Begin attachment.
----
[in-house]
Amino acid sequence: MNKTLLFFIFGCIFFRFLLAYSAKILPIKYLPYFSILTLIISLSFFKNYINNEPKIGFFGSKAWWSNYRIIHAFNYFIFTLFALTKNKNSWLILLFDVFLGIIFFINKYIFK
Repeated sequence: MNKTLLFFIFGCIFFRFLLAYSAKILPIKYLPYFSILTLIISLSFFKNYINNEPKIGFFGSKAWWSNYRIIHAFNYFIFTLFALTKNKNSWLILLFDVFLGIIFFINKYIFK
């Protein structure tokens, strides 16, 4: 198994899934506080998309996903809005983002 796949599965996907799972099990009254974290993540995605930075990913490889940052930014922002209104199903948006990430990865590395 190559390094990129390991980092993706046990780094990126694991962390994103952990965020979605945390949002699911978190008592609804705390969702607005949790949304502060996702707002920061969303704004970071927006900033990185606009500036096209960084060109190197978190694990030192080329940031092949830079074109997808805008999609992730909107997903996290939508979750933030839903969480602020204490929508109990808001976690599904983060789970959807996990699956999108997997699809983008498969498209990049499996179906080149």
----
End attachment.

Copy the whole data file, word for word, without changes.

[in-house]
Amino acid sequence: MNKTLLFFIFGCIFFRFLLAYSAKILPIKYLPYFSILTLIISLSFFKNYINNEPKIGFFGSKAWWSNYRIIHAFNYFIFTLFALTKNKNSWLILLFDVFLGIIFFINKYIFK
Repeated sequence: MNKTLLFFIFGCIFFRFLLAYSAKILPIKYLPYFSILTLIISLSFFKNYINNEPKIGFFGSKAWWSNYRIIHAFNYFIFTLFALTKNKNSWLILLFDVFLGIIFFINKYIFK
């Protein structure tokens, strides 16, 4: 198994899934506080998309996903809005983002 796949599965996907799972099990009254974290993540995605930075990913490889940052930014922002209104199903948006990430990865590395 190559390094990129390991980092993706046990780094990126694991962390994103952990965020979605945390949002699911978190008592609804705390969702607005949790949304502060996702707002920061969303704004970071927006900033990185606009500036096209960084060109190197978190694990030192080329940031092949830079074109997808805008999609992730909107997903996290939508979750933030839903969480602020204490929508109990808001976690599904983060789970959807996990699956999108997997699809983008498969498209990049499996179906080149």